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While there may be valid benefits in using the camera, this does not explain why your movements are tracked constantly, rather than only when those camera features are in use. It would be simple for Facebook only to tap the accelerometer when needed. As for the shake to report function, Facebook could use Apple’s functionality to limit how much data it pulls—but that’s not how Facebook operates. Worse, even when users toggle off this reporting feature in the Facebook app, Mysk told me, “nothing happens when you shake the phone, but the app continues to read the accelerometer.”

The researchers cite the example of a bus journey to show how such data might be used. “If you are on the bus and a passenger is sharing their precise location with Facebook,” they explain, Facebook can easily tell that you are in the same location as the passenger. Both vibration patterns are going to be identical.”

If you think this is spurious, Facebook actually has a patent application to use wireless phone signals to connect strangers, and even cites the example of just such a bus ride, “it can be advantageous to provide an approach for users, who have met or have likely met, to connect with one another if they so choose.” Remember, none of this information exists in isolation, Facebook’s trillion-dollar magic is joining the data dots. Put more simply, you know all those mysterious new friend connection ideas…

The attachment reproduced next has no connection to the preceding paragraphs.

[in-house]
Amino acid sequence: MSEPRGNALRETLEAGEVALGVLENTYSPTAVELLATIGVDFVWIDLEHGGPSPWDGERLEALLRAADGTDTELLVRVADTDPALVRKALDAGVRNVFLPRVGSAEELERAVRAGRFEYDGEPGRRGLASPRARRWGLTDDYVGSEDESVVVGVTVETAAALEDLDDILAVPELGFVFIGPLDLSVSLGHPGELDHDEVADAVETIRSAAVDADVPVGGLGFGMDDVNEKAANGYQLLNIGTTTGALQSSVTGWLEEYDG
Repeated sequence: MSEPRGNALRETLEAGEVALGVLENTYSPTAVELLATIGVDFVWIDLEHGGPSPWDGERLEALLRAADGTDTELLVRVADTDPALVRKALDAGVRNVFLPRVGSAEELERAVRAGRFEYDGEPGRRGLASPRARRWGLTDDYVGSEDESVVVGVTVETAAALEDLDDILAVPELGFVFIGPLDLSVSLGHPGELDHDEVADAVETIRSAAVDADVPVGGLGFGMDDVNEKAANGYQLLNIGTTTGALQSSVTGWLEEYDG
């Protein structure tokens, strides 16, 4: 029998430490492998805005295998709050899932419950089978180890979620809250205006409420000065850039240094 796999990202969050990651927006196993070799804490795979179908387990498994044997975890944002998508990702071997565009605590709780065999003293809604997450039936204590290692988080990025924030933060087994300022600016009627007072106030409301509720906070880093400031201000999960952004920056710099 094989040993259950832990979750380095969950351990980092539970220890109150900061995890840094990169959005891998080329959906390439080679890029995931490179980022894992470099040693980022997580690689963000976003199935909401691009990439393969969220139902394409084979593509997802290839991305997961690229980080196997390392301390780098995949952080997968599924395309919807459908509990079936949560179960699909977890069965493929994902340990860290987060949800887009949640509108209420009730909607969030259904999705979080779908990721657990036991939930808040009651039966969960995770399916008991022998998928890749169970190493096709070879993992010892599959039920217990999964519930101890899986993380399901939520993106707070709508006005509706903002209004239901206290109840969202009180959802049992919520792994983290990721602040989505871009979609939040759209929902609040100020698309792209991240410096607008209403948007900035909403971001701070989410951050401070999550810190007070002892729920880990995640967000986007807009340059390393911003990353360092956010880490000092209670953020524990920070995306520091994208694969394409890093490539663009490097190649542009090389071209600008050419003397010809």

“We tested several apps,” Mysk explains, “and Facebook and Instagram stood out. While Facebook reads the accelerometer all the time, Instagram only reads it when the user is texting in the DM. In addition, WhatsApp also reads the accelerometer by default to animate chat wallpapers. So, this puts these three apps together, and you wonder if they are matching vibration patterns among users. This can get nasty, and the way to end it is by protecting this valuable sensor with a permission.”

You need to remember that Facebook is a trillion-dollar empire built on data, and only data—with Facebook, it’s not so much a metaverse as a dataverse. If the company can use this data, combined with everything else it holds on you and those around you, then it will. Why would it suddenly decide to exercise restraint?

Just look at the staggering privacy labels behind Facebook’s iPhone app—while much of the data Facebook gathers comes from its platform and services, the data it can pull from the app simply adds more third-party information into its mix. All this is linked to your identity, nothing is wasted or thrown away.